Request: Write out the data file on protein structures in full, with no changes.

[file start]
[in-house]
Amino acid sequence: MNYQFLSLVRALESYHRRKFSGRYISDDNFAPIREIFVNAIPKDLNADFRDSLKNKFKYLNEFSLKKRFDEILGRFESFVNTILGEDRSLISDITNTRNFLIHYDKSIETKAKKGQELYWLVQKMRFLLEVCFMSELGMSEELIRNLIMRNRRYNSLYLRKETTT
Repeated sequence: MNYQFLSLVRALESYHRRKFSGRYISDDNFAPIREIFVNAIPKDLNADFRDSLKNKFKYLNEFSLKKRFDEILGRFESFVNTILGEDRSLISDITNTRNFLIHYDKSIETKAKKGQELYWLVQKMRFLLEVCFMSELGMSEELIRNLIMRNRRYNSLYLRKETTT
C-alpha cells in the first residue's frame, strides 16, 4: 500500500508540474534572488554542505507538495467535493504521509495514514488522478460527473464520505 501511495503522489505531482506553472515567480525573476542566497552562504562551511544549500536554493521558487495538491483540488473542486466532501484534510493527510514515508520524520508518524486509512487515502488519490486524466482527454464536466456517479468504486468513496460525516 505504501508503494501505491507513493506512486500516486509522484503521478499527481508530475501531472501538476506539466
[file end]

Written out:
[in-house]
Amino acid sequence: MNYQFLSLVRALESYHRRKFSGRYISDDNFAPIREIFVNAIPKDLNADFRDSLKNKFKYLNEFSLKKRFDEILGRFESFVNTILGEDRSLISDITNTRNFLIHYDKSIETKAKKGQELYWLVQKMRFLLEVCFMSELGMSEELIRNLIMRNRRYNSLYLRKETTT
Repeated sequence: MNYQFLSLVRALESYHRRKFSGRYISDDNFAPIREIFVNAIPKDLNADFRDSLKNKFKYLNEFSLKKRFDEILGRFESFVNTILGEDRSLISDITNTRNFLIHYDKSIETKAKKGQELYWLVQKMRFLLEVCFMSELGMSEELIRNLIMRNRRYNSLYLRKETTT
C-alpha cells in the first residue's frame, strides 16, 4: 500500500508540474534572488554542505507538495467535493504521509495514514488522478460527473464520505 501511495503522489505531482506553472515567480525573476542566497552562504562551511544549500536554493521558487495538491483540488473542486466532501484534510493527510514515508520524520508518524486509512487515502488519490486524466482527454464536466456517479468504486468513496460525516 505504501508503494501505491507513493506512486500516486509522484503521478499527481508530475501531472501538476506539466